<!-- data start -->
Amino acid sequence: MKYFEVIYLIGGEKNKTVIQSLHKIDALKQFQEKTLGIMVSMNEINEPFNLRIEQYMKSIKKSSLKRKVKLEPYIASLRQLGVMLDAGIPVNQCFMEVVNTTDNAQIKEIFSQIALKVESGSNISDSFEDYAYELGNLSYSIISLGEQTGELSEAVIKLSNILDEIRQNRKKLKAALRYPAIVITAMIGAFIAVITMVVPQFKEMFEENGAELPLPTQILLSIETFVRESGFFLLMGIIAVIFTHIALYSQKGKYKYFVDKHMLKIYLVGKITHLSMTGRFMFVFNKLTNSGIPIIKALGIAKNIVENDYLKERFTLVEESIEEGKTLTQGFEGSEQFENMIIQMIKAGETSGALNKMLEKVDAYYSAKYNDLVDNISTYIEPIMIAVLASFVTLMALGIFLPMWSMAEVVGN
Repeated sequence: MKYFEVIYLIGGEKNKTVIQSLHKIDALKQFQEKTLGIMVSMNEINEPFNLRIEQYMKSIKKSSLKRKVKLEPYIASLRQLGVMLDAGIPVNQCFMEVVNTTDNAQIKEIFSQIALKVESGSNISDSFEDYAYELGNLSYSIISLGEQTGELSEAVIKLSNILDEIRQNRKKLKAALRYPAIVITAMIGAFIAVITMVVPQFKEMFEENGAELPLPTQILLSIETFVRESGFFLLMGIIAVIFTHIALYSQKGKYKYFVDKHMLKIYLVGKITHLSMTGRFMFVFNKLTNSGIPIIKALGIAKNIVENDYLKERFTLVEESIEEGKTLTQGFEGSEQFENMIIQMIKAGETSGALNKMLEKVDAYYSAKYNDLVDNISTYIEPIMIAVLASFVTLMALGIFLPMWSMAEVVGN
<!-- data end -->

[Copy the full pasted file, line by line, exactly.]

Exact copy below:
Amino acid sequence: MKYFEVIYLIGGEKNKTVIQSLHKIDALKQFQEKTLGIMVSMNEINEPFNLRIEQYMKSIKKSSLKRKVKLEPYIASLRQLGVMLDAGIPVNQCFMEVVNTTDNAQIKEIFSQIALKVESGSNISDSFEDYAYELGNLSYSIISLGEQTGELSEAVIKLSNILDEIRQNRKKLKAALRYPAIVITAMIGAFIAVITMVVPQFKEMFEENGAELPLPTQILLSIETFVRESGFFLLMGIIAVIFTHIALYSQKGKYKYFVDKHMLKIYLVGKITHLSMTGRFMFVFNKLTNSGIPIIKALGIAKNIVENDYLKERFTLVEESIEEGKTLTQGFEGSEQFENMIIQMIKAGETSGALNKMLEKVDAYYSAKYNDLVDNISTYIEPIMIAVLASFVTLMALGIFLPMWSMAEVVGN
Repeated sequence: MKYFEVIYLIGGEKNKTVIQSLHKIDALKQFQEKTLGIMVSMNEINEPFNLRIEQYMKSIKKSSLKRKVKLEPYIASLRQLGVMLDAGIPVNQCFMEVVNTTDNAQIKEIFSQIALKVESGSNISDSFEDYAYELGNLSYSIISLGEQTGELSEAVIKLSNILDEIRQNRKKLKAALRYPAIVITAMIGAFIAVITMVVPQFKEMFEENGAELPLPTQILLSIETFVRESGFFLLMGIIAVIFTHIALYSQKGKYKYFVDKHMLKIYLVGKITHLSMTGRFMFVFNKLTNSGIPIIKALGIAKNIVENDYLKERFTLVEESIEEGKTLTQGFEGSEQFENMIIQMIKAGETSGALNKMLEKVDAYYSAKYNDLVDNISTYIEPIMIAVLASFVTLMALGIFLPMWSMAEVVGN